FIGURE 1. Isolation distribution, toxin profile and molecular types of 199 C. difficile isolates from 13 hospitals I China (2010–2015). (A) Distribution of strains by location of the origin hospitals. (B) Distribution of ST types. (C) Distribution of toxin gene profiles. (D) Distribution of RT types.
Multilocus Sequence Typing
Multilocus sequence typing results showed that the 199 C. difficile isolates formed 35 ST types, with a high degree of discrete characteristics (Figure 1B), within which 30 ST types were obtained from 100 C. difficile strains (S1). ST332 was a novel ST type. ST35 (15.58%), ST3 (15.08%), ST37 (12.06%), and ST54 (10.05%) were the most common ST types, as shown in Figure 1B and Supplemental Material. Notably, one ST1 from Hangzhou city and eight ST11 C. difficile isolates from Beijing were identified in this study. Most isolates belong to the large heterogeneous clade 1, which has subsequently evolutionary steps to MLST clades 4 and 5 (Figure 2A) (S1). There was only one isolate each in clade 2 and in clade 3 (Figure 2A). Considering our previous study, one more isolate was found in clade 3 (S1). A C. difficile cluster is obviously related to its genetic features but not by its geographic distribution or population groups. In the MLST scheme for the 199 C. difficile isolates, clade one (in the pink shadowed area) was the dominant groups (Figure 2B), and had differentiated distinctly from clades 3, 4 and 5 (Figure 2B). In clade 4, ST37 and ST81 were predominant and closely related with each other, but distinct from ST39, ST109 and ST332 (Figure 2B). In this study, clade 3 (ST5) and clade 5 (ST11) contained only one ST type (S1). For clade 1, several ST types, such as ST55, ST99, ST100 and others, were not included in the pink shadowed area (Figure 2B), although they were of the ST1 type, which further illustrates the significant heterogeneity of clade 1 (S1). The ST types of the strains have a high degree of discrete distribution characteristics (Figure 3), especially in Beijing and Shanghai. Almost all ST types were distributed across these two regions, and the ST composition was similar in these two areas. There were only two ST types identified in Xi’an (ST54 and ST37) and Guangzhou (ST54 and ST3). The primary ST types identified in Henan and Shandong were ST35 and ST3, respectively (Figure 3). In Hangzhou, the ST profile was similar to that in Beijing and Shanghai, but with fewer ST types (Figure 3). In addition, one ST1 isolate was identified here. The ST composition and distribution was different across the geographic regions. The 8 strains of ST11 were isolated from older hospitalized patients in the same hospital in Beijing.
FIGURE 2. Phylogenetic analysis and population structure of C. difficile isolates from China according to MLST results. (A) The N-j tree of 100 isolates for MLST typing. Each color corresponds to clades (yellow, clade 1; red, clade 2; green, clade 3; orange, clade 4; purple, clade 5). These five clades were similar with reported population structure of C. difficile isolates around the world. Here, clade 1 were with heterogenecity and several sub-lineages were identified. (B) The minimum spanning tree of all 199 isolates in this study for MLST typing. Each circle corresponds to ST types, the number of which is indicated for the size of circles. The lines between circles indicate the similarity between profiles (bold, 5 alleles in common; normal, 4 alleles; dotted, ≤3 alleles). The shadow in the middle identified a clonal complex, in which ST48 right in the middle is the ancestor of other types.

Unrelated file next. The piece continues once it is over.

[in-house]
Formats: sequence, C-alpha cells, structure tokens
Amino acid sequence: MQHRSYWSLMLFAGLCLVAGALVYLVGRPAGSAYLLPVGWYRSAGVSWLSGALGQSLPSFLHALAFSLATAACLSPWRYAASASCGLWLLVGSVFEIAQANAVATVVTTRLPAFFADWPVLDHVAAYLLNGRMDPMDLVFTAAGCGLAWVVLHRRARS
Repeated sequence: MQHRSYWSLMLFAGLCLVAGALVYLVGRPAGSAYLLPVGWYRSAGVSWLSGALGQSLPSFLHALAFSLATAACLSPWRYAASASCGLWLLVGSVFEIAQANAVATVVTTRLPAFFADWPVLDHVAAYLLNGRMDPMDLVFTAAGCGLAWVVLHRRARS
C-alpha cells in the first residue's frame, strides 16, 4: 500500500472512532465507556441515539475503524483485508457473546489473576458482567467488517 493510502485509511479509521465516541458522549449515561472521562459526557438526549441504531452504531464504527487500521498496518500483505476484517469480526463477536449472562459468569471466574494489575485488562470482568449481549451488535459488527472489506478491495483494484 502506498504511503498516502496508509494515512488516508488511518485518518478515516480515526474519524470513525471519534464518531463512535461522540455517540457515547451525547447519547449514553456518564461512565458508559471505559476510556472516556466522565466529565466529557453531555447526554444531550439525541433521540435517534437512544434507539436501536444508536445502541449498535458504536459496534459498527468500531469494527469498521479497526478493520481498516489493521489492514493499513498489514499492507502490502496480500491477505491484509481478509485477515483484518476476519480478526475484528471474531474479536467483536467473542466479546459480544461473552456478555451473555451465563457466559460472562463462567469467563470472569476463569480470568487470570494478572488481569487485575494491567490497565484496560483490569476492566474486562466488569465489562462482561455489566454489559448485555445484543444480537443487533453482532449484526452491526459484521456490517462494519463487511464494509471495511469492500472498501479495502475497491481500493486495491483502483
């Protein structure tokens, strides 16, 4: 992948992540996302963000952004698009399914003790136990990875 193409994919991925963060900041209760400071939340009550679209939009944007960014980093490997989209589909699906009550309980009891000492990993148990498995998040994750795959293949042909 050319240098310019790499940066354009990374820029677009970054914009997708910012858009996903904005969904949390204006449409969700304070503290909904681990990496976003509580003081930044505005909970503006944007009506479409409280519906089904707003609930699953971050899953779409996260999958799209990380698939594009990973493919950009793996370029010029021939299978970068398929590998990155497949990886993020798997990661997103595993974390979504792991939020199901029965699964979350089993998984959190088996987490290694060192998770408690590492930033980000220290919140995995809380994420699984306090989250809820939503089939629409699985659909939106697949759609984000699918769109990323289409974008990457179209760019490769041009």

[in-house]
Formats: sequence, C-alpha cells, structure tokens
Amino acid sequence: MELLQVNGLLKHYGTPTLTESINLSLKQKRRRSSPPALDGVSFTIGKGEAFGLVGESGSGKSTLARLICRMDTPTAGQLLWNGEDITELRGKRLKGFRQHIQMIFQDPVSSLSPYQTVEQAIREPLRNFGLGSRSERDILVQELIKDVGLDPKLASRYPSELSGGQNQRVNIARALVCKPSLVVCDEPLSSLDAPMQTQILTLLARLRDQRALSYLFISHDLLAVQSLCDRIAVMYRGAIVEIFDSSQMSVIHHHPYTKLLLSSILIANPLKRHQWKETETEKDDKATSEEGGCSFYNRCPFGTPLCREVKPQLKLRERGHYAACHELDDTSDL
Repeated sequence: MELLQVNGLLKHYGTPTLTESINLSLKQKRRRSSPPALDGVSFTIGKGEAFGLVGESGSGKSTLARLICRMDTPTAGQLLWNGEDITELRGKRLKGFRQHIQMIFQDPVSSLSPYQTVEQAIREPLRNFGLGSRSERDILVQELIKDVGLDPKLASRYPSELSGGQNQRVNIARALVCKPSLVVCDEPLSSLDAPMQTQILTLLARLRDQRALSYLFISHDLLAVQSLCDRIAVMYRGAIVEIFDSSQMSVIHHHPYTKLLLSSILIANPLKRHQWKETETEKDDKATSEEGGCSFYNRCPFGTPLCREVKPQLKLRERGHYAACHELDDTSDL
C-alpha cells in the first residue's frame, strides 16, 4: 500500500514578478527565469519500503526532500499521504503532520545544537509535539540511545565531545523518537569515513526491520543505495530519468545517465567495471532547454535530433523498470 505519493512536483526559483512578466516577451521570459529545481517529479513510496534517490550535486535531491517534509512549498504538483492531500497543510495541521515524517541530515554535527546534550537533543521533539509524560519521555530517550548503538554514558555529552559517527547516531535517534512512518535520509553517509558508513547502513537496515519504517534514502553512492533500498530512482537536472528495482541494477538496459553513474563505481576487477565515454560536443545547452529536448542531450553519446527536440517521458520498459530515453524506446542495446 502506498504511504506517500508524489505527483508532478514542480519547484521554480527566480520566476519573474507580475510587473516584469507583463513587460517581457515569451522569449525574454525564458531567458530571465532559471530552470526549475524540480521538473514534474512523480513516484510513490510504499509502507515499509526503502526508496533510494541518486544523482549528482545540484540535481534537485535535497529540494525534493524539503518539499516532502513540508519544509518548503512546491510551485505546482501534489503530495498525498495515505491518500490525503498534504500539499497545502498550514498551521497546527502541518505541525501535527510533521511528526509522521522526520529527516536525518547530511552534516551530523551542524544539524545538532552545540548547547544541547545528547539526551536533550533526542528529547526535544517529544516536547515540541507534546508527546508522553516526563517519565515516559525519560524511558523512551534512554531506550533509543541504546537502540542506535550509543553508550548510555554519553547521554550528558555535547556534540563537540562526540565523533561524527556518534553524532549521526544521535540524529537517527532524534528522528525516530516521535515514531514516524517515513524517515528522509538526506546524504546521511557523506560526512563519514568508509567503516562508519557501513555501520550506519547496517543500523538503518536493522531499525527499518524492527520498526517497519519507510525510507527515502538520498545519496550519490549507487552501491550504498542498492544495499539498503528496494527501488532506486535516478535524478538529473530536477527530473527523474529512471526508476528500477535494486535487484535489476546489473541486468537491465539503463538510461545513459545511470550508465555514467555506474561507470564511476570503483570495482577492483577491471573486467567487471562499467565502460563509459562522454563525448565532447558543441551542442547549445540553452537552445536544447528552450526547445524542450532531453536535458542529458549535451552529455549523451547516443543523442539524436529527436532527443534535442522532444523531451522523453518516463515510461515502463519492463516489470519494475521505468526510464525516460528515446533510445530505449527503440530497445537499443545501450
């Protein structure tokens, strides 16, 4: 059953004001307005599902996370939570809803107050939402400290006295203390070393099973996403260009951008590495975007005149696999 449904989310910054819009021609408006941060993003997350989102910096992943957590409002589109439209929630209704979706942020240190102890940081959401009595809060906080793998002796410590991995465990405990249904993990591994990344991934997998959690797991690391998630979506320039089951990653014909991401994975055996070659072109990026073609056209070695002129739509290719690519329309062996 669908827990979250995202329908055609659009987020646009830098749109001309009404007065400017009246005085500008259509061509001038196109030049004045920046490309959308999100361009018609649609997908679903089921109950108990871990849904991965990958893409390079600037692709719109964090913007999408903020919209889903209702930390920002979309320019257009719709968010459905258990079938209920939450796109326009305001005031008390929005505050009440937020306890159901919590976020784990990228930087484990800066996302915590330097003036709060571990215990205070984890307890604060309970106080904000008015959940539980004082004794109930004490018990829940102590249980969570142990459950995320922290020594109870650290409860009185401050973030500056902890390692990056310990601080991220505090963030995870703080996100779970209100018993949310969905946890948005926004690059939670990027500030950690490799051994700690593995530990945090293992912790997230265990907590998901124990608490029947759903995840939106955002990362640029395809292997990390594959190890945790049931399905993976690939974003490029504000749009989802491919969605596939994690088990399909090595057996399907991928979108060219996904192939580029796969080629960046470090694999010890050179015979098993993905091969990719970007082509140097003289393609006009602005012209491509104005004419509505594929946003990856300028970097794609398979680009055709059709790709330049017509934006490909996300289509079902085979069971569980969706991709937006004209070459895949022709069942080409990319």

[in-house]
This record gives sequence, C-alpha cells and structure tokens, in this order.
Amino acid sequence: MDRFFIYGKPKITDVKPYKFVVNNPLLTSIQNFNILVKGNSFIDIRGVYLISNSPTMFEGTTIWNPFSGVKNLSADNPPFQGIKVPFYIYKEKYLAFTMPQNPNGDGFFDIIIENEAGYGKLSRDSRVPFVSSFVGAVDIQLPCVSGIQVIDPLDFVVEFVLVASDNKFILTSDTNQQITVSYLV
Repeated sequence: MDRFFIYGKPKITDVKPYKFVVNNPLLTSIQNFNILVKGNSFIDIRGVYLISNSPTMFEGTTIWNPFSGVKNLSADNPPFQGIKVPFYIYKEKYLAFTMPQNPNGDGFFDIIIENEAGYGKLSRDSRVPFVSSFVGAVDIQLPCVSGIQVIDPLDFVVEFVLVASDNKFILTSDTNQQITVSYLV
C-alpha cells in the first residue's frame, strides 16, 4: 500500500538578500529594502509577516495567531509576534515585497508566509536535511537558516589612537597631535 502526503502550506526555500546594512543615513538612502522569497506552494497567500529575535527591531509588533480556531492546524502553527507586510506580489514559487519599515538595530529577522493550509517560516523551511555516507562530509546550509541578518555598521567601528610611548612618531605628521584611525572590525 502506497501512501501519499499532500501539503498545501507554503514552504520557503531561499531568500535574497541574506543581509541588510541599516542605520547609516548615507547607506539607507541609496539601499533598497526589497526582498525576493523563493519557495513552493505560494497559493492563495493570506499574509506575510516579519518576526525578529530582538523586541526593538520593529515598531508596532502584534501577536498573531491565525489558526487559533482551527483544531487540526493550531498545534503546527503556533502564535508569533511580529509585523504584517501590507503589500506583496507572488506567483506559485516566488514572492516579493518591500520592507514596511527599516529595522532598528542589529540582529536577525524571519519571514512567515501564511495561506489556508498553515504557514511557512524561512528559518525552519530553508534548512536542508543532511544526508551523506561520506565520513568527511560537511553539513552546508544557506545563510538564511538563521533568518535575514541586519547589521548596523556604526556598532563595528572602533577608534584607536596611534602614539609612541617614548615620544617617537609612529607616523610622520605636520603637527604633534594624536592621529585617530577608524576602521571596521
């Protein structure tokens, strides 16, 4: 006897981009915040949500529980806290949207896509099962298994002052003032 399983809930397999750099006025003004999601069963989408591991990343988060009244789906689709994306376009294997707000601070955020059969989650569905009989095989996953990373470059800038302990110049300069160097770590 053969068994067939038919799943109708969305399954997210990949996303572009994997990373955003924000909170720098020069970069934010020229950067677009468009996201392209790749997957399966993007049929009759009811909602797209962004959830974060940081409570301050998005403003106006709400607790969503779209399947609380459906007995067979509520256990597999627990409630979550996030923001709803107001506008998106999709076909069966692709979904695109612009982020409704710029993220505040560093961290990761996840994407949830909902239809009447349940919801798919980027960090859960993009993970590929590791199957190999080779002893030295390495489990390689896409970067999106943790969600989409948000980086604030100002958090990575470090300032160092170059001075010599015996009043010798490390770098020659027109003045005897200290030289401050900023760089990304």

FIGURE 3. Geographical distribution and character of ST and RT types across China. The pie charts represent the ST distribution; the bar graphs represent the RT distribution. The predominant molecular types and composition were distinct among different locations.
Toxin Gene Profile and PCR-Ribotyping
All the toxin genes (tcdA, tcdB, cdtA-, and cdtB-) and the regulatory genes (tcdC, tcdR, and tcdE) were screened in all 199 C. difficile isolates. Two pairs of primers were used for amplifying tcdA and tcdC genes, respectively. For C. difficile isolates in China, primers tcdA-F and tcdA-R displayed higher amplification efficiency than NK2 and NK3. Two pairs of primers of tcd C, Tim2 and Struppi2, C1 and C2, showed the same discriminatory power. There were 23 non-toxigenic strains (all the tested virulence genes and regulatory genes were negative) (S1). Except for the positive identification of cdtA, all tested genes were negative for isolates 14031 and 18051 (S1). This might be attributed to the variation of DNA, but whether this could be translated into functional protein needs further confirmation. The predominant toxin profile was tcdA+tcdB+tcdC+tcdR+tcdE+cdtA-cdtB-, accounting for 65.83% (Figure 1C). In addition, 11 isolates were detected with positive binary toxin (S1). The toxin profiles of all isolates were shown in Figure 1C, and details were summarized in the Supplementary Table S1.
A total of 27 RT types were identified from 182 isolates using the reference strains from the ECDC-Braizer collection and ATCC. The remaining 17 isolates were not classified using the standard RT library and then assigned a code in our laboratory (Figure 1D). The most frequent RT types distributed across China were RT017, RT001, and RT012 (Figure 1D). The composition of RT types was distinct among the geographic areas, which was similar to the distribution of ST (Figure 3). Notably, one isolate RT027 and 6 hypervirulent RT078 isolates were found in this study (Figure 1D). The RT types of all isolates were showed in Supplementary Table S1.